I am presently working as a bat survey research technician— I am part of a crew hired by a local university which was hired by the Forest Service to look for federally and locally endangered bats. The Forest Service, in order to comply with the Endangered Species Act, is obligated to (and probably wants to) find out whether there are any endangered species in a region before they do any controlled burns, logging, or other sorts of disruptions that could hurt any endangered populations.
That’s where we come in—as a crew of bat biologists and ecologists, we root around designated areas of the national forests to try to find the federally endangered Indiana bat (Myotis sodalis). Because we are trying to find any M. sodalist that might be roosting in the area, we aren’t netting in a grid or other system with predetermined locations, as one might if looking for an unbiased sample of species in the area. Instead, we rely on our understanding of bat ecology, behavior, known populations, topography, and local weather conditions to get inside the bats’ heads and try to find sites where they will be. Bats love partly-covered “flyways” through the forest along trails or roads, and sometimes have to fly long distances to the nearest source of water to drink, for example.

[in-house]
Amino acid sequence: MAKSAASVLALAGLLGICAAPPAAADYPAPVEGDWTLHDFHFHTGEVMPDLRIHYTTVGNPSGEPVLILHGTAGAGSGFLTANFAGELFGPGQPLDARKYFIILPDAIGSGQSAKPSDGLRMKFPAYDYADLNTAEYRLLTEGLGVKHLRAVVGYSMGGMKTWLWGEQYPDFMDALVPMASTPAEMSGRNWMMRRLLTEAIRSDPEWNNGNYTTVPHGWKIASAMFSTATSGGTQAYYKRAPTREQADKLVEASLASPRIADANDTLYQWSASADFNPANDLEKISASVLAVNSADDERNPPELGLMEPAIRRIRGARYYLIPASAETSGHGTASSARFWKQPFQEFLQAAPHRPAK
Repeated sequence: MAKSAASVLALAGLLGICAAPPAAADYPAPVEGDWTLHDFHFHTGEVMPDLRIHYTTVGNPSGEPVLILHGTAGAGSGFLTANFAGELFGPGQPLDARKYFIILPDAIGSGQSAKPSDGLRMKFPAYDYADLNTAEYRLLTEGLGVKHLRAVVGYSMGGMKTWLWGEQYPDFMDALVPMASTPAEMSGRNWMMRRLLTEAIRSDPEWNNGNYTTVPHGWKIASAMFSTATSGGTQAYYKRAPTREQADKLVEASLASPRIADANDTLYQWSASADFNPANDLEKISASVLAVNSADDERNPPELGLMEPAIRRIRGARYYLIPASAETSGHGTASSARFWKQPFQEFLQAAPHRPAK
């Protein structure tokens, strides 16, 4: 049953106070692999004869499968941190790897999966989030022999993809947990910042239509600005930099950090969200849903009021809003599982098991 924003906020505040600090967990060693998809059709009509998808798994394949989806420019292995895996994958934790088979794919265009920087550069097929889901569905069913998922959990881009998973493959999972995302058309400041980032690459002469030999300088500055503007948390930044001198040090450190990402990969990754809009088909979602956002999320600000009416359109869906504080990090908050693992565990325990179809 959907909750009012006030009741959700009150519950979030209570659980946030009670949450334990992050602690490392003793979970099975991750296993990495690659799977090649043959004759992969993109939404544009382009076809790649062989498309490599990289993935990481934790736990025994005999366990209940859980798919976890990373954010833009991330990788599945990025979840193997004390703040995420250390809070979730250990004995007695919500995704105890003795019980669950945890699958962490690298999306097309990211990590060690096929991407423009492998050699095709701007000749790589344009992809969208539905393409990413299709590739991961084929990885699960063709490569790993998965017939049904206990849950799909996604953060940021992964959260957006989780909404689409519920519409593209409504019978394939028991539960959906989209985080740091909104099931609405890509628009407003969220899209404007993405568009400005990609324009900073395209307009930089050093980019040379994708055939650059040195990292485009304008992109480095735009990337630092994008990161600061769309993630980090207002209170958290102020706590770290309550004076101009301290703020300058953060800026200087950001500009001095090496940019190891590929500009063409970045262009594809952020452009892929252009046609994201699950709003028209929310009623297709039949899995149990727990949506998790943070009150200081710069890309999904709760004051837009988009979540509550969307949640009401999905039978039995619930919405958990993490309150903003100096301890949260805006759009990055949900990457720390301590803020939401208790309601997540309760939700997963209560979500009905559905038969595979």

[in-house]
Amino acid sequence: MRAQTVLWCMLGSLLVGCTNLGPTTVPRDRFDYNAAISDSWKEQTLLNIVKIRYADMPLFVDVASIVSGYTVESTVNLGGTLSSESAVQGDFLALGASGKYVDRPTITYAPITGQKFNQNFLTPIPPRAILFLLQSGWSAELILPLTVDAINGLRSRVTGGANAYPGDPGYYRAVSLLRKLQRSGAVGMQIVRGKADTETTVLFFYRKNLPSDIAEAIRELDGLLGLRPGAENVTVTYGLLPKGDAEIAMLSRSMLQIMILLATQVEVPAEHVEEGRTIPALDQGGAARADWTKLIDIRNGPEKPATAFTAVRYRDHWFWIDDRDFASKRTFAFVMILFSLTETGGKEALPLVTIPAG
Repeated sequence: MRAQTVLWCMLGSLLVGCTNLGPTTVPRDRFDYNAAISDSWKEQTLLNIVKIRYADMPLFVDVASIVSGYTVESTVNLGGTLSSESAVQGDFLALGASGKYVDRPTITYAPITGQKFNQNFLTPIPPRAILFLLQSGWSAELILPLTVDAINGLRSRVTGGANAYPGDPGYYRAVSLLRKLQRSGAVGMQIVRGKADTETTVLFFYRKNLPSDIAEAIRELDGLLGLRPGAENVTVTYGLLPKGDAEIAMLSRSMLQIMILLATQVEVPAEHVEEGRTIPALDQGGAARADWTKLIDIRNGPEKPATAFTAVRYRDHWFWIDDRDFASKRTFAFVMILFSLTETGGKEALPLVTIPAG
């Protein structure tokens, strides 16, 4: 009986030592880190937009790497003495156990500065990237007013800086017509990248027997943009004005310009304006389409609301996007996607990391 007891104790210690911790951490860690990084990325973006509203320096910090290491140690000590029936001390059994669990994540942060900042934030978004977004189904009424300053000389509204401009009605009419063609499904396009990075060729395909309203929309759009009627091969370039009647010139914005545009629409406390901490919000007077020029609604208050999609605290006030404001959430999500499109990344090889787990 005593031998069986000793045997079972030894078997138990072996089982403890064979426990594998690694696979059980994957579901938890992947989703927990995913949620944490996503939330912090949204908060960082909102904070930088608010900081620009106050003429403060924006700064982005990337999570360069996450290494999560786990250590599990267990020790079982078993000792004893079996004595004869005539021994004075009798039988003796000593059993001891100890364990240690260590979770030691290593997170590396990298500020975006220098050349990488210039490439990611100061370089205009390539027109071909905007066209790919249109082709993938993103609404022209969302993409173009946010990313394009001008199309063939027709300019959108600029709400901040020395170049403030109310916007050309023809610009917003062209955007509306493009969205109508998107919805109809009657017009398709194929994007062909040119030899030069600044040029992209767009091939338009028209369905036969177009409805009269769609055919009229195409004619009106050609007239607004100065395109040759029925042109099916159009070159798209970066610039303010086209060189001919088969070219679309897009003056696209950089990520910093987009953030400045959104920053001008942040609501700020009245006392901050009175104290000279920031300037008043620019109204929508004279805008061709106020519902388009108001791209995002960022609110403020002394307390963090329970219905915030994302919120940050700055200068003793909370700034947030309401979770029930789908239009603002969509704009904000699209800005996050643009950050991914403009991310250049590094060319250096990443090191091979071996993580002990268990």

Most of our surveys are two nights per site, so our work day can start as early as 3pm if we are out scouting for sites to set up, or as late as 7pm if we are continuing netting at a nearby site. We net for five hours after sunset, so we close our nets between 1 and 2am as the summer progresses. Quite a lifestyle shift from getting up at 5am to catch rodents in Chiapas!